As part of the countdown to the Week of Hockey Stars in Astana, we shall be taking a nostalgic look back at the nine previous All-Star Games, beginning – surprise, surpise – with the very first, a legendary confrontation between Team Jagr and Team Yashin, played out on one of the world's most glamorous stages – Moscow's Red Square.
The choice of venue for the showcase event of the fledging Kontinental Hockey League was an inspired one: Red Square, heart of Moscow, flanked by the Kremlin and GUM, with a cathedral (Saint Basil's, Kazan) at each end, and one of the most famous patches of pavement on the face of the earth. The year before, a last Russian Super League All-Star Game, staged in Mytischi out in Moscow Region, had by all accounts been a drab and forgettable affair, and the new League decided that a revolutionary approach was needed.
Innovations often lead to teething troubles, but the KHL's superb level of organization for these occasions was already apparent, and the event passed almost without a hitch. “Almost” because there was one problem, and it was supplied by Mother Nature. The temperature on this January evening dipped to -15C, more typical of Siberia or Murmansk than Moscow, but the fans who braved the cold enjoyed the festivities nonetheless, while the world's media was full of striking images of the stars of this new League playing against a backdrop of the stars adorning the Kremlin.
Another unique feature of the first KHL All-Star Game was the format. Instead of the now-familiar Eastern-versus-Western-Conference confrontation, we had the home-grown Russians of Team Yashin taking on the International Brigade selected for Team Jagr. Alexei Yashin's Russians boasted such names as Alexander Radulov, Alexei Morozov, and Maxim Sushinsky, and were under the wise guidance of the master from Salavat Yulaev, Sergei Mikhalev, assisted by CSKA pair Vyacheslav Bykov and Igor Zakharkin. Jaromir Jagr's Rest-of-the-World roster was led by the USA’s Barry Smith (SKA Saint Petersburg), backed by Kari Heikkila (Lokomotiv) and Vladimir Vujtek (Dynamo Moscow).
Despite the presence in Team Jagr of top-class Canadians, Swedes, Finns and Americans, the limelight and the headlines were grabbed by Jaromir's current and former compatriots: Czechs Jan Marek and Jaroslav Kudrna each scored a goal, while Slovakia's Marcel Hossa hit a hat-trick. Many even remarked that the match resembled a Russia-versus-Czechoslovakia encounter, with no fewer than eight Team Jagr players plus assistant coach Vladimir Vujtek hailing from the Czech or Slovak lands.
Jagr's men raced to a 3-1 and then a 4-2 lead, before a stirring fightback by Yashin's men, led by the fearsome Radulov-Saprykin duo, had the Russians leading 6-5 with just minutes remaining, before Jagr's men rallied again, leveled, and with under a minute left on the clock, Hossa's hat-trick goal sealed a 7-6 triumph.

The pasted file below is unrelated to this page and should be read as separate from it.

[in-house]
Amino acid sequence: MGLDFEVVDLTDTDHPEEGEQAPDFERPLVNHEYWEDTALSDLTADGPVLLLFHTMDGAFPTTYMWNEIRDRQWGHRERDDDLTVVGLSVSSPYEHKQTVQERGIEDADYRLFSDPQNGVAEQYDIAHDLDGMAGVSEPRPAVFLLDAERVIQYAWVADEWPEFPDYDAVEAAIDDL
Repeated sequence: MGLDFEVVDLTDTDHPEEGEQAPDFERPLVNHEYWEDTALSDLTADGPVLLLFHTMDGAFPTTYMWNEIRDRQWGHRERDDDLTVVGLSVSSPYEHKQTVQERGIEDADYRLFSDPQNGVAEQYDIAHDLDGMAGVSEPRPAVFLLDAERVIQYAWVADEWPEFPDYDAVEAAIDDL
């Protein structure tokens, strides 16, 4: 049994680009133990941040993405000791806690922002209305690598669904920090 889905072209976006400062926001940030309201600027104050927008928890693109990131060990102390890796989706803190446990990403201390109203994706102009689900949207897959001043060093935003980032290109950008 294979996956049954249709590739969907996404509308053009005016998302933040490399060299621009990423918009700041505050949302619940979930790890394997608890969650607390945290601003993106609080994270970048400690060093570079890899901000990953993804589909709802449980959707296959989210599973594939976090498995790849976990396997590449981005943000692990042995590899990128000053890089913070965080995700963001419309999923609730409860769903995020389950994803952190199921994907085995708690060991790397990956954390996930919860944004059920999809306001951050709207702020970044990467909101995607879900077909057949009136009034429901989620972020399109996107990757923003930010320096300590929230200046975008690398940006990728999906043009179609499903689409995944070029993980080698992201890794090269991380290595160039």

Recent Loomotiv boss Alexei Kudashov, once a center for the Maple Leafs, and Andrei Nikolishin, former left-winger with the Whalers, Capitals, Avalanche and Blackhawks (where he is now a scout) were both at the twilight of their playing careers, as was former Flyers and Coyotes goalie Robert Esche, but many others still had their best years ahead of them: Danis Zaripov, Alexei Tereshchenko, Ilya Nikulin, Kevin Dallman, Tony Martensson, Ray Emery, who was to win the Stanley Cup with the Chicago Blackhawks a mere four years later,and of course, Sergei Mozyakin, who scored two of Team Yashin's first three goals and who has been an ever-present at the event to this day.
The following year's All-Star Game was to be held in Minsk, but to the Red Square event came a contingent of hardy fans from Belarus, who made the long journey to cheer on just two players: their compatriot, veteran forward Oleg Antonenko, who was plying his trade for HC MVD, and Dinamo Minsk's USA international Ben Clymer, who had won the Stanley Cup with the Tampa Bay Lightning half-a-decade earlier and who had racked up over 500 appearances in the NHL. Clymer gave them an early cheer by scoring the go-ahead goal to give Team Jagr a 2-1 lead midway through the first period, and a year later Ben hung up his skates.
For the tenth season, the KHL is staging a whole Week Of Hockey Stars, but back in 2009 the open-air conditions dictated an understandable need to cram into a few hours the All-Star Game and Master Show, and the latter was compressed as a result. But the competition still included the beloved Shootout (with Danis Zaripov the first ever victor), the Shooting Accuracy (won by the current YHL Managing Director, Alexei Morozov), and the Fastest Skater (won by Alexander Radulov, freshly back from the NHL), and the overall result - a 6-1 victory for Team Yashin – no doubt helped soothe the pain of defeat in the big match.
The first All-Star Game in the history of the League was not a tale of perfection – only around 3,000 people braved the biting cold to watch from the stands, and the stars themselves were less than happy with the playing surface - but all who took part harbor fond memories of the open-air extravaganza, which brought memories of childhood hockey flooding back, and more than made up for Jack Frost's presence in the locker rooms.